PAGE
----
- Cracks from a new home settling: In the first year or two, it is not uncommon for a new homes’ foundation to settle a bit. As this settling takes place, the slab will often develop a few cracks due to this setting, but in the overall picture, these likewise will normally not be of much concern.
- Cracks during construction: Builders often say that “Time is money” and push the contractors and sub-contractors to get their work done sooner. In this haste, the framing contractor often wants to start framing the house as soon as the foundation and slab are poured. From a technical standpoint, the concrete needs some curing time before anything heavy can be placed on it; it needs to achieve a certain strength before heavy lumber and equipment get onto the concrete. Depending on the type of concrete, it usually takes 5 or 10 days and even up to 4 weeks before heavy equipment and loads can safely get onto a concrete slab; most concrete reaches full strength in approximately 28 days.
If a framing contractor drives a piece of heavy equipment loaded with lumber onto a 4-inch thick concrete slab, he may crack the green (not fully cured) concrete.
Fix Low Spots On A Garage Floor
Having an uneven, pitted, or dimpled concrete garage floor can be more than just a nuisance to look at. Low spots in a garage can indicate unsupported concrete slabs, something that often gets worse over time as the concrete continues to settle.
Also, low spots on a garage floor are the first place that liquids will run when the inevitable spill happens. This goes for motor oil and other lubricants, which are notoriously difficult to remove from concrete.
So, how can low spots on a garage floor be corrected? In this article, the concrete experts at AAA Concrete Raising are helping you with a few pointers related to doing this yourself, with some things to consider if you’re interested in hiring outside help to assist you.
Remember that the severity of any low spot on a garage floor will depend largely on how well the concrete slabs are supported. A lack of support beneath any concrete slab will invariably result in ongoing degradation. Therefore, the best approach to garage floor levelling will depend on the structural integrity of the concrete and how depressed each low spot is.
Garage Floor Levelling Compound Vs. Slab Jacking
It’s safe to say that there are two paths to success if you want to correct low spots on your concrete garage floor. These two strategies are both tried-and-true and work well in most cases. Let’s take a closer look at each one.
Using Leveling Compound
Using concrete levelling compound is a great idea for do-it-yourselfers, and it’s a great way to correct smaller, less severe low spots. For dips and sags that are fairly localised, using levelling compound can be a fantastic, low-cost solution.
Here’s a quick list of the steps required to complete a concrete levelling project using levelling compound found at most hardware stores:
- Step 1: Clean the low area thoroughly. For low spots that have significant amounts of oil in them, rub the concrete first. Then, vacuum the entire area.
- Step 2: Use a straightedge to gauge the depth of any concrete depression. A great tool for doing this is a long 2×4. Once you’ve located the depressions, mark them with a pencil.
- Step 3: Use self-levelling concrete filler containing latex, epoxy, or some combination thereof. Pour the filler into the depression and use your straightedge to ensure uniform filling.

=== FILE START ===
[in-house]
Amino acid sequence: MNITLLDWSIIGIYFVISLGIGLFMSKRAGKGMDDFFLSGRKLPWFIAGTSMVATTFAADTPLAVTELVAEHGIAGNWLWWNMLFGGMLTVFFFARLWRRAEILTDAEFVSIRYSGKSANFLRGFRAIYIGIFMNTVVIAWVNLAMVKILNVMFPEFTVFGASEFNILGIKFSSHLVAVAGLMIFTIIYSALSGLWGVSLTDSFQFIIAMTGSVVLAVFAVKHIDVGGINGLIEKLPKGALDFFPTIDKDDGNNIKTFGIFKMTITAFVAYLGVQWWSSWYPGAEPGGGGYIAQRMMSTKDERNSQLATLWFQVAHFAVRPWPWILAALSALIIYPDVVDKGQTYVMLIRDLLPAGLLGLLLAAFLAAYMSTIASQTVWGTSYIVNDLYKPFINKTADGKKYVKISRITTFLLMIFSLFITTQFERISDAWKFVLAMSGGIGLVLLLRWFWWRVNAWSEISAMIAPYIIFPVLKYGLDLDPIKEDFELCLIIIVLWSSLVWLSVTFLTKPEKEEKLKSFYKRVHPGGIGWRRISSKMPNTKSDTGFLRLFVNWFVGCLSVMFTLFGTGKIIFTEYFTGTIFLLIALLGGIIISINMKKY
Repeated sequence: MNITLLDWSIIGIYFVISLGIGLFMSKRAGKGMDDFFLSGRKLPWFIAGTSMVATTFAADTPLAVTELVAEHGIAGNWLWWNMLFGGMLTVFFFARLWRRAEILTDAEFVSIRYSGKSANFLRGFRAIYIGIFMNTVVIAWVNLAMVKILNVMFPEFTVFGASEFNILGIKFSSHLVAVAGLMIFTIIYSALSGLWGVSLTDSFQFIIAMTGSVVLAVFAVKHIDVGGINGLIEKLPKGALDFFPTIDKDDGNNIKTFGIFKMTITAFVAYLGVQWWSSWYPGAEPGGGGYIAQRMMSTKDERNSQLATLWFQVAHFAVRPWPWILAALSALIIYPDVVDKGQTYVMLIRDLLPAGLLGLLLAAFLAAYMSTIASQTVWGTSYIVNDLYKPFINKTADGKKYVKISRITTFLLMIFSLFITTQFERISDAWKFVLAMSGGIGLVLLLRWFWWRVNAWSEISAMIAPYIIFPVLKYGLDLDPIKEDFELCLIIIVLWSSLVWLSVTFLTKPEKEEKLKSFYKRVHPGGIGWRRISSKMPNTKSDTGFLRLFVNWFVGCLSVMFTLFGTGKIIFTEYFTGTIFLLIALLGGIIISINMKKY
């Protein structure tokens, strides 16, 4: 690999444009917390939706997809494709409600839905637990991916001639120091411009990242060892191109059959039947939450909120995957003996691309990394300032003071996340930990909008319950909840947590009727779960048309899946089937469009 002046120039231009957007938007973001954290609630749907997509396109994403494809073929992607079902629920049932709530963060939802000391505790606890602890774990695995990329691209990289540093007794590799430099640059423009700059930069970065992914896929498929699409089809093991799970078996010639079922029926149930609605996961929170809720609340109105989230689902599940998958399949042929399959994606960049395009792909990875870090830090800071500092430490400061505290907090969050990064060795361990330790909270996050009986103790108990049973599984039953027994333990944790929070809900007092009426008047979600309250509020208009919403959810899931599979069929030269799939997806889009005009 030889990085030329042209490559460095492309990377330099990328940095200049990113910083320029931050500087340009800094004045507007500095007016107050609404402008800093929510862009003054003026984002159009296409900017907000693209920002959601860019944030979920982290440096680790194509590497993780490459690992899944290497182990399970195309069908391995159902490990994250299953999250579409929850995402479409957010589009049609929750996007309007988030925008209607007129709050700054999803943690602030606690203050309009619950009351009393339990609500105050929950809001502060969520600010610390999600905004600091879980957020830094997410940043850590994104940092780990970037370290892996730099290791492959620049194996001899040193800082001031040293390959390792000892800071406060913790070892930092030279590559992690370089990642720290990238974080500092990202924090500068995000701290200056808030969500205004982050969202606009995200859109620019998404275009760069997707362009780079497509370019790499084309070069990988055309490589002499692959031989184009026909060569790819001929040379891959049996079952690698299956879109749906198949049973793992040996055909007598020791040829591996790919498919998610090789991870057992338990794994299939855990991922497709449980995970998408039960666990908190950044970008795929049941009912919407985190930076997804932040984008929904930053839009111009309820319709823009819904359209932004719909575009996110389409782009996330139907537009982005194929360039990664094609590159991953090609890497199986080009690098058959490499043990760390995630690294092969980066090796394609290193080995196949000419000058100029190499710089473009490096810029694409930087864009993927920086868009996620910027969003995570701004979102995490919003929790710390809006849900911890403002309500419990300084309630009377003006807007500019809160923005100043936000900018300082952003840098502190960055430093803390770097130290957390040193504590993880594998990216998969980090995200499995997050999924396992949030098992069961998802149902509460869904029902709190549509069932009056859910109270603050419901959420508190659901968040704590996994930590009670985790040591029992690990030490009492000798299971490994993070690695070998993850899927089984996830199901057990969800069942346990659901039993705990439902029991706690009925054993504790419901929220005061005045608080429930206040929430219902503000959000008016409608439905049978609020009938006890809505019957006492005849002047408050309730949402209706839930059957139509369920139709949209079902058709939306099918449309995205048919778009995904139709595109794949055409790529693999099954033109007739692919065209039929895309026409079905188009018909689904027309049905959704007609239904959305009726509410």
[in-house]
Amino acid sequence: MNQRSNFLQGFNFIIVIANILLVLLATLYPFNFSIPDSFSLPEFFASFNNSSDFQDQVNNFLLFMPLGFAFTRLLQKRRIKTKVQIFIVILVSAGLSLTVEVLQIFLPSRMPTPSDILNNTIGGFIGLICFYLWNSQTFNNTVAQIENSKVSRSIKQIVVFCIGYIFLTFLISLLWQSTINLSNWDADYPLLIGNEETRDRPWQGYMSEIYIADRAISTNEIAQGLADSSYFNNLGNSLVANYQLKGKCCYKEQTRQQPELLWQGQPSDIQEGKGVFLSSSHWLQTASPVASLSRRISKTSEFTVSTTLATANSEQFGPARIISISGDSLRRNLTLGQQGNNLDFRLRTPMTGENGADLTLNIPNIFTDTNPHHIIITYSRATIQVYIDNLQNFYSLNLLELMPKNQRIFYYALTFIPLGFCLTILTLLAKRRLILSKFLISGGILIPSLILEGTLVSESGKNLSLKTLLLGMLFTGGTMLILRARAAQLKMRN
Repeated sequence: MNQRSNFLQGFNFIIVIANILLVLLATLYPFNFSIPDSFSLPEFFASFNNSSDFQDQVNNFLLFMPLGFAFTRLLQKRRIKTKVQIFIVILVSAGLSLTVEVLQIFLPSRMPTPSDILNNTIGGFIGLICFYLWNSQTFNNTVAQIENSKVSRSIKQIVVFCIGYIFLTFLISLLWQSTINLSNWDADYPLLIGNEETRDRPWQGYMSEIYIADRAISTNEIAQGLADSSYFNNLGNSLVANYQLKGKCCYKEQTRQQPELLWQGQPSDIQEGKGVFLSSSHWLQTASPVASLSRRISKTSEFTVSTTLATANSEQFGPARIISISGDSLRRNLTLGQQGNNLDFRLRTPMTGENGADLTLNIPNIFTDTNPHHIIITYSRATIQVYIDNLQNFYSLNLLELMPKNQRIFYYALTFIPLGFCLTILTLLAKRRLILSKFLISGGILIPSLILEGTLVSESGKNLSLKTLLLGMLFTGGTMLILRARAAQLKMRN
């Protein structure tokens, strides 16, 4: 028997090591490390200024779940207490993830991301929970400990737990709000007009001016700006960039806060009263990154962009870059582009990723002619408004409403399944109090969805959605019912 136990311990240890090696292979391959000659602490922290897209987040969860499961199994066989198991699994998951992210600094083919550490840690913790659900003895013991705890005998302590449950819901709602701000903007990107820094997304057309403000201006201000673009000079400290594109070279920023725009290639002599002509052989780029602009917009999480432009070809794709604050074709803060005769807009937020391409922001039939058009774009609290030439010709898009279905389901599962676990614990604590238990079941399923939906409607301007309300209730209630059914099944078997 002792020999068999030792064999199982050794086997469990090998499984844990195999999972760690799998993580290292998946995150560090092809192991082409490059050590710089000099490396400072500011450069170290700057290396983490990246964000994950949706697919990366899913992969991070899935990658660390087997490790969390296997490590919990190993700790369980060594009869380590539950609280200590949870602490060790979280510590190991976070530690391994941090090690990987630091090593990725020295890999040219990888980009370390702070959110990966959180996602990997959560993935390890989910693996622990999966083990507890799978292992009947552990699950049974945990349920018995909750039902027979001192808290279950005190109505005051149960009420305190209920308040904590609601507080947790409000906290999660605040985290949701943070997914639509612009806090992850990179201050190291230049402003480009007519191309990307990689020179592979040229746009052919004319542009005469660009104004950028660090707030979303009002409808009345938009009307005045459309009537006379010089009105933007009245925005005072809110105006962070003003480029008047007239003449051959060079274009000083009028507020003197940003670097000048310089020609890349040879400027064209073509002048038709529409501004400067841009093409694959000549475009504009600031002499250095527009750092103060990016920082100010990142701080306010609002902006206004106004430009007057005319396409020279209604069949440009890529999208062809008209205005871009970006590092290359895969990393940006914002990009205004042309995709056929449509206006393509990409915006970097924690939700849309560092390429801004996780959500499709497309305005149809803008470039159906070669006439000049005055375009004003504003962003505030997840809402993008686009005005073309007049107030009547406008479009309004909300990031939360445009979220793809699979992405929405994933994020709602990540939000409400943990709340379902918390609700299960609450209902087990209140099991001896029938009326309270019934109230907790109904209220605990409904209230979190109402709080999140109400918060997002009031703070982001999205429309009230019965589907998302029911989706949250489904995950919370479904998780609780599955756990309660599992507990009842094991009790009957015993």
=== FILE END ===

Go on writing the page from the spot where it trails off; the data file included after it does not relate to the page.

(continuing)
- Step 4: Allow the garage floor levelling compound to cure. This often takes between 12 and 24 hours. Curing times are almost always listed on the packaging of any concrete levelling compound.
After the compound has fully cured, it will be safe to apply whatever paint or sealer you wish to use.
Unless you’re an experienced mason with a thorough understanding of mudjacking techniques, it’s highly advised that slab jacking be left to the professionals. This is because slab jacking involves modifying the underlying support system of the concrete slabs, something that can go very wrong if faulty materials, equipment, or techniques are used.
Garage floor levelling using a slab jacking process involves the following steps:
- Step 1: The affected slab(s) are identified after a series of measurements are taken. The concrete raising technician will mark the ideal locations for drilling slurry or polyurethane injection holes.
- Step 2: A matrix of 1-4 inch-wide holes is drilled directly into the concrete, going down as far as is necessary to reach the area below the concrete slab.
- Step 3: A slurry mix or polyurethane foam compound is injected into the area below the affected slab(s).
[Note: Polyurethane foam injections offer slightly better results, as the expansion of the foam works harder to level the concrete. However, polyurethane slab jacking is often much more expensive than slurry-based slab jacking.]
- Step 4: The holes drilled into the garage floor are patched with cement, and the entire floor can then be treated with whatever paint or sealer is desired.
It is common for garage floors to develop cracks, some of which appear right after the floor is poured (i.e. shrinkage cracks). Others appear over the first year or so from the house settling slightly.
Older homes and homes built on expansive soils tend to have more cracks, but even if they do, the question becomes if the cracks are significant or just normal for the age and geographic area.
Although there are many reasons for concrete slabs to crack, most do not lead to the serious foundation or structural issues; however, there are times that the cracks are a warning sign of foundational or other problems. In these cases, an owner or buyer should check several other things about the house to help determine the seriousness.
After you have fixed all of the cracks in the concrete, consider adding an epoxy coating to the garage floor.